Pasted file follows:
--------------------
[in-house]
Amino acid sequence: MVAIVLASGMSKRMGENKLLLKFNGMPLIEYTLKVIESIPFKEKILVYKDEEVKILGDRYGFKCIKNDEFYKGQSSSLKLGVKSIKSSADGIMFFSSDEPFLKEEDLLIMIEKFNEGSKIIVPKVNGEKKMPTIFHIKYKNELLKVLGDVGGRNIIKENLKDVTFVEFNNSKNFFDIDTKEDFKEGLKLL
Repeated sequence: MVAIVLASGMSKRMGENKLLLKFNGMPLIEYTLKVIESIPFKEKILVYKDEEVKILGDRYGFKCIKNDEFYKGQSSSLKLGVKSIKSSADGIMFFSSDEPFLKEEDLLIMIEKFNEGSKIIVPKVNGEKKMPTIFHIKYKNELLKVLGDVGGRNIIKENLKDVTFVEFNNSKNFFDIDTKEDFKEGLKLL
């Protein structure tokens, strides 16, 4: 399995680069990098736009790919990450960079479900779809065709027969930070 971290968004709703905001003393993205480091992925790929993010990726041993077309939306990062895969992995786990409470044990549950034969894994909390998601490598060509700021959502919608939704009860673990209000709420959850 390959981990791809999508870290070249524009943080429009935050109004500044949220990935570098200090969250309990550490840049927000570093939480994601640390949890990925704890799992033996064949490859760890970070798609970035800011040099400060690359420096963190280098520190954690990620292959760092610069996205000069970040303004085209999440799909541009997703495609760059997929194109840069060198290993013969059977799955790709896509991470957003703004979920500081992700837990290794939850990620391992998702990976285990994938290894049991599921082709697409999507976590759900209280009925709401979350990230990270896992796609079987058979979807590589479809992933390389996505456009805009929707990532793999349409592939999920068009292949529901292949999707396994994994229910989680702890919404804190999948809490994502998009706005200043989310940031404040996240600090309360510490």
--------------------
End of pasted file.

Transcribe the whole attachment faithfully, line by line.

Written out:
[in-house]
Amino acid sequence: MVAIVLASGMSKRMGENKLLLKFNGMPLIEYTLKVIESIPFKEKILVYKDEEVKILGDRYGFKCIKNDEFYKGQSSSLKLGVKSIKSSADGIMFFSSDEPFLKEEDLLIMIEKFNEGSKIIVPKVNGEKKMPTIFHIKYKNELLKVLGDVGGRNIIKENLKDVTFVEFNNSKNFFDIDTKEDFKEGLKLL
Repeated sequence: MVAIVLASGMSKRMGENKLLLKFNGMPLIEYTLKVIESIPFKEKILVYKDEEVKILGDRYGFKCIKNDEFYKGQSSSLKLGVKSIKSSADGIMFFSSDEPFLKEEDLLIMIEKFNEGSKIIVPKVNGEKKMPTIFHIKYKNELLKVLGDVGGRNIIKENLKDVTFVEFNNSKNFFDIDTKEDFKEGLKLL
């Protein structure tokens, strides 16, 4: 399995680069990098736009790919990450960079479900779809065709027969930070 971290968004709703905001003393993205480091992925790929993010990726041993077309939306990062895969992995786990409470044990549950034969894994909390998601490598060509700021959502919608939704009860673990209000709420959850 390959981990791809999508870290070249524009943080429009935050109004500044949220990935570098200090969250309990550490840049927000570093939480994601640390949890990925704890799992033996064949490859760890970070798609970035800011040099400060690359420096963190280098520190954690990620292959760092610069996205000069970040303004085209999440799909541009997703495609760059997929194109840069060198290993013969059977799955790709896509991470957003703004979920500081992700837990290794939850990620391992998702990976285990994938290894049991599921082709697409999507976590759900209280009925709401979350990230990270896992796609079987058979979807590589479809992933390389996505456009805009929707990532793999349409592939999920068009292949529901292949999707396994994994229910989680702890919404804190999948809490994502998009706005200043989310940031404040996240600090309360510490």